The history of the Camino de Ronda dates back to bygone times, when communication between towns was difficult. More if possible, for those fishermen who were shipwrecked among the rocks of the steep coast.
It was in this way that the Way was created. Thus, the different coastal populations had a path that communicated them with each other along the coast.
In this way, if a boat was wrecked, the fishermen could return on the road to the town.
Along the Camino de Ronda, you will be able to see different watchtowers, these towers are a trace still perceptible in the architecture of the constant attacks by pirate and corsair ships that the entire coastal area suffered from the 12th to the 18th century.
There were many attacks carried out by these characters on our shores. They sought riches and captives and left a trail of death in their wake.
This meant that many of the coastal towns were located a few kilometers inland to be able to flee before the arrival of the enemy or to prepare the defense. In the 16th and 17th centuries, the so-called watchtowers were built throughout the region to protect themselves from these attacks. These towers served to monitor the arrival of any ship and thus be able to notify the people of the area.
Fortunately, numerous watchtowers have survived to this day and are a reminder of what the people of the area lived through in another era.
The construction date of the Camino is uncertain, but if it is known that its current name, Camino de Ronda, became popular between the 19th and 20th centuries.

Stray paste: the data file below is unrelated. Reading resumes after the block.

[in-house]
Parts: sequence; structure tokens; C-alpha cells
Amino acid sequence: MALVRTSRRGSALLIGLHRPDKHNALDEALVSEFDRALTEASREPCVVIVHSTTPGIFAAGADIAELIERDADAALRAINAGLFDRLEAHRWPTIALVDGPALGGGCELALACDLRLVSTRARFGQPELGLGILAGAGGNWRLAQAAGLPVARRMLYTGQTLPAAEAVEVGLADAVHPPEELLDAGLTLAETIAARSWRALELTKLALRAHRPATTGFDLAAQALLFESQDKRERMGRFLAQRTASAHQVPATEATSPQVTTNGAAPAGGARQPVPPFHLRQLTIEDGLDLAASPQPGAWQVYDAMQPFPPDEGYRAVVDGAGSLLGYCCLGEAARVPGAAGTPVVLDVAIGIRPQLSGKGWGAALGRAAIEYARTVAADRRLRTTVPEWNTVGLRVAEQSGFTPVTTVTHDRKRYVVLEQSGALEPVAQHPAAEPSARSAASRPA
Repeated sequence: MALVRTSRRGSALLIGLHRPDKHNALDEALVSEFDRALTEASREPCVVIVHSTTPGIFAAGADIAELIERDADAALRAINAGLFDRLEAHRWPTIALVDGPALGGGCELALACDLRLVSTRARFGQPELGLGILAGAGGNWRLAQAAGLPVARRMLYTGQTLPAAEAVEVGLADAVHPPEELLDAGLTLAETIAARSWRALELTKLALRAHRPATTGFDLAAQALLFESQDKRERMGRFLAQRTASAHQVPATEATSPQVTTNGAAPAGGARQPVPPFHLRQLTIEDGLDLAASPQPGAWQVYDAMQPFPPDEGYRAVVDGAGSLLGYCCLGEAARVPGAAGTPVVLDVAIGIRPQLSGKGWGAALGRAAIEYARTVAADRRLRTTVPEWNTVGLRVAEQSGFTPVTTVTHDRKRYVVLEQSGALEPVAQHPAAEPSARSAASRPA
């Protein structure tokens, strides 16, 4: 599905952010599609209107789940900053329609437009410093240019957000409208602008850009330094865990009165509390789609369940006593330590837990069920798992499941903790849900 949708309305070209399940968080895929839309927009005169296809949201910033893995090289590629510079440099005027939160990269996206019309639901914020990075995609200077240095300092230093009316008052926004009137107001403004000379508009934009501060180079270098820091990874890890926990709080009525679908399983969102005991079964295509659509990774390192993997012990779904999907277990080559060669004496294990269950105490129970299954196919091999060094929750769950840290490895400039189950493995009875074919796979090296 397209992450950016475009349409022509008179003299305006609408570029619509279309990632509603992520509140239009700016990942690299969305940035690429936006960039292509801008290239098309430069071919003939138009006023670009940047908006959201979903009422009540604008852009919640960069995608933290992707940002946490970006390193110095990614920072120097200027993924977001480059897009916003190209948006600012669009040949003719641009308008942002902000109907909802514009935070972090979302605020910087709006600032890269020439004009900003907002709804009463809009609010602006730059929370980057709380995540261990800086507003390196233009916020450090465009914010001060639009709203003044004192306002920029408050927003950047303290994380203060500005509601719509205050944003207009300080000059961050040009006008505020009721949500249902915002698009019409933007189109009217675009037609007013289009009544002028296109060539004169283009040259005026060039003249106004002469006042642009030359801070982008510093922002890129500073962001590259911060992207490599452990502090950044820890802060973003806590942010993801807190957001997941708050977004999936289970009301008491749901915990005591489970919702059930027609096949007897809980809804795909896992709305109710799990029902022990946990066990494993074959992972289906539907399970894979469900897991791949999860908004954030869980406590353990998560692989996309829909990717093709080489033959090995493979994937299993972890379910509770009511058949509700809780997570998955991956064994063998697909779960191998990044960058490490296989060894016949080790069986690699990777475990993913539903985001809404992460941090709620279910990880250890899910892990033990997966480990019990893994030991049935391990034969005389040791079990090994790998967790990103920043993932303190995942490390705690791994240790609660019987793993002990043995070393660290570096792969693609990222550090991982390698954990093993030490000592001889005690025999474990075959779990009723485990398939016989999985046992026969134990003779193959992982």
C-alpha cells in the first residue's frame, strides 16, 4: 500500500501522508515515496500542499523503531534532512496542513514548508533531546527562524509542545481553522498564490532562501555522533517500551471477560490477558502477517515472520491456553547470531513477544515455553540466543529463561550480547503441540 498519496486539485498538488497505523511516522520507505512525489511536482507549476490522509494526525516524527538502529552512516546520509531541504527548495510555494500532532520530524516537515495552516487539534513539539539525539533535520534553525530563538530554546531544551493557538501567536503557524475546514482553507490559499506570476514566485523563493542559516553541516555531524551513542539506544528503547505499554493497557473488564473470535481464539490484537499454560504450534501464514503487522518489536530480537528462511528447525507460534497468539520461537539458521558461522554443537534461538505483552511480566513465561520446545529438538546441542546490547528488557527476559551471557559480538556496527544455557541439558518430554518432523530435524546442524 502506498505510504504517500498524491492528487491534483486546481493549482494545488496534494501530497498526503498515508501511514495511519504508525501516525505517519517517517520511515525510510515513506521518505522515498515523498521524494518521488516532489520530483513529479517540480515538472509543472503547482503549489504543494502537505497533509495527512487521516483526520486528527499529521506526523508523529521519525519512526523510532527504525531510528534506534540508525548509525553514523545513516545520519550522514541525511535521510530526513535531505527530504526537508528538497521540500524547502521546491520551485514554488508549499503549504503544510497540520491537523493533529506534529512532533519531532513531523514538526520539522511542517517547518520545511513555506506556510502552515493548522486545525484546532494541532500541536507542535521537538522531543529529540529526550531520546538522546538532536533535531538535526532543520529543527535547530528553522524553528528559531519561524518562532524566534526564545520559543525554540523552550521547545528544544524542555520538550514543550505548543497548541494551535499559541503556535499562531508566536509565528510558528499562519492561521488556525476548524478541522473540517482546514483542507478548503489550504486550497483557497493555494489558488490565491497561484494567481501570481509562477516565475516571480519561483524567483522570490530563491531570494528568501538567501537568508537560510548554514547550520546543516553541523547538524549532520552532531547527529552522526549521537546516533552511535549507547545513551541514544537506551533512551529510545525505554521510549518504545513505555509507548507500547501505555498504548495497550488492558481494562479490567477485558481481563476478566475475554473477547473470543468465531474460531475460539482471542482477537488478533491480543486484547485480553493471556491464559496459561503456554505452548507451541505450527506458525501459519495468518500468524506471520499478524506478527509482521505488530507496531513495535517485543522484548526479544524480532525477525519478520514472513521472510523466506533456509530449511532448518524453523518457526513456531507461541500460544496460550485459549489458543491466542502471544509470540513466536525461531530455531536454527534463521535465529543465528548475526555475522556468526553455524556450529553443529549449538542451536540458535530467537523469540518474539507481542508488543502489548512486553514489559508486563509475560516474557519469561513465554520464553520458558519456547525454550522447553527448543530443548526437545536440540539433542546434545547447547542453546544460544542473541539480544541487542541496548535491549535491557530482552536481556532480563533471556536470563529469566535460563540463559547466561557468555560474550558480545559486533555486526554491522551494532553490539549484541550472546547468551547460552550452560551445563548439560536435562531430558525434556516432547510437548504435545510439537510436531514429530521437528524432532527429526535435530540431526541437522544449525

Its name is due to the round carried out by the Civil Guard. These were the ones in charge of policing the coastline against smuggling.
Yes, you read correctly, smuggling. The Camino was used to hide hard-to-find or prohibited products in nooks.
To do this, they used the places with the greatest difficulty to access from land and that were not seen with the naked eye from the road. And for this purpose the silhouette of the coast gives a lot of play.
It was during the night when all the actions were carried out to get the merchandise of the large ships that followed their trade route off these coasts.
The boats loaded with products went to the points where they had located their hiding places to leave the goods. Later, others were in charge of collecting it to be distributed.
Today the Camino de Ronda is known for its fabulous views of the Costa Brava. In it, you can feel how the green of the pines caresses the intense blue of the sea.
We must be aware that if we do not take care of our environment, there will come a time when many things we do will not be able to carry them out. Therefore, I urge you to respect all the places I show you, as if it were your house, as it is!